« Reply #4 on: June 20, 2018, 04:59:51 PM »

I got a very helpful email from Ben at AA who sorted my order out.

That is good to know.  :thumbs:

Once the order is fulfilled you will then have both pairs, of both aerial drop-cables, carrying a service. So that will mean four ZyXEL VMG1312-B10As, with four switch-mode PSUs requiring four mains sockets. What I cannot yet fathom is how the four separate Ethernet frames streams, from the four VMG1312-B10As, will be connected to, and handled by, your FB2700.
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Weaver

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Re: Fourth line
« Reply #5 on: June 20, 2018, 05:39:27 PM »

The new pppoe link will be named cwcc@a.2 because for some reason there always was hole there - perhaps something to do with a 3G link that died or was cancelled later leaving a hole.

No wonder you cannot fathom how it will work.

I have no free ethernet ports on the Firebrick router. Four ethernet ports in total, one going to the LAN, main switch, and the remaining each going to one modem each and it is already full.

So the standard recipe for people who have more WAN links is to use multiplexing.

AA has delivered a small ZyXEL GS-1900 gigabit switch with 8 ethernet ports on it which speaks VLANs ie 802.1q tagging. Also does the Firebrick. also the small switch sits between the group of modems and the Brick. It has one ethernet cable going into it from each modem and one ethernet cable (I could have more) going to the Firebrick. It will be configured by me to remap ethernet ports to 802.1q-tagged packets going to the port connected to the Firebrick. The Firebrick will be reconfigured so that each PPPoE object will now be port 2 VLAN 101, port 2 VLAN 102, port 2 VLAN 103 and port 2 VLAN 104 or some such. The Firebrick just recognises the 802.1q tags on incoming packets and directs them to the correct link object and for outgoing traffic adds the appropriate 802.1q tag to a packet when it goes out and the switch does the muxing / demuxing.

I could alternatively use more ethernet cables between small switch and Firebrick, say two cables with only two VLANs per cable. In my case, the data rate is so incredibly slow though anyway at a mere 2.5 MBps per link, so 10Mbps in total and hardly comes even close to challenging 100MBps ports.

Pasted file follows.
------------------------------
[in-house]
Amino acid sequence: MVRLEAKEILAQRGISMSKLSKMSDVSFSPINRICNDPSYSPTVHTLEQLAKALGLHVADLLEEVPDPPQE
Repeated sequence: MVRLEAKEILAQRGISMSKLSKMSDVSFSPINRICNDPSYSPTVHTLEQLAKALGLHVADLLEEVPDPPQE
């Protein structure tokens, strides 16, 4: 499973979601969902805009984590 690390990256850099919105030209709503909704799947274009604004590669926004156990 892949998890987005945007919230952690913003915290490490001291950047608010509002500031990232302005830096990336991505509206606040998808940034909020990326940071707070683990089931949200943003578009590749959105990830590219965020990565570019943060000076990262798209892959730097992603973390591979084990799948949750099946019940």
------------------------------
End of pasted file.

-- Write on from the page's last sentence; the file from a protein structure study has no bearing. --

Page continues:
AA have a standard config recipe for the switch. But they refused to configure it for me, for some reason, which is not good. Odd, because they configure modems, WAPs and routers.

--

I got an email saying something about BT mentioning delays and have had no installation date. Perhaps this means that BT are going to get nasty like before, many years ago, when I tried to order two lines at the same time and they quoted me thousands of pounds. I though this time they might be actually helpful, and might want to make a sale, because no additional drop cable is needed, all I need is an NTE5 as I already have a free pair in my existing second drop cable.

Does anyone have any ideas as to what the typical delays are, or even O(t_delay) in big-O notation?

This is related to what I was asking about before - what happens with all the new house building in the village, EO lines all >7300m long (because mine is the shortest)? BT will run out of pairs in the bundle at some point and if I am not the straw that breaks the camelís back but rather some new house down the hill, then BT will have to do something about it. Perhaps I need to strategically wait until just after some new neighbour has out in their request and BT has been compelled to do something. I wonder if they might give up the madness of 7+ km long EO lines and rather than running an additional bundle or a second one (what do they do) perhaps the might out one or even two FTTC cabs in the village? Is there any chance at all of that? (Because I believe BT has implemented FTTC along the main road in Breacais, Harrapul, Broadford and way way all the way up for six miles or so along the main road stretching north from Broadford.)
« Last Edit: June 20, 2018, 06:03:47 PM by Weaver »
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Weaver

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burakkucat

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Re: Fourth line
« Reply #7 on: June 20, 2018, 06:12:18 PM »

. . . the standard recipe for people who have more WAN links is to use multiplexing.

AA has delivered a small ZyXEL gigabit switch with 8 ethernet ports on it which speaks VLANs ie 802.1q tagging. Also does the Firebrick. also the small switch sits between the group of modems and the Brick. It has one ethernet cable going into it from each modem and one ethernet cable (I could have more) going to the Firebrick. It will be configured by me to remap ethernet ports to 802.1q-tagged packets going to the port connected to the Firebrick. The Firebrick will be reconfigured so that each PPPoE object will now be port 2 VLAN 101, port 2 VLAN 102, port 2 VLAN 103 and port 2 VLAN 104 or some such. The Firebrick just recognises the 802.1q tags on incoming packets and directs them to the correct link object and for outgoing traffic adds the appropriate 802.1q tag to a packet when it goes out and the switch does the muxing / demuxing.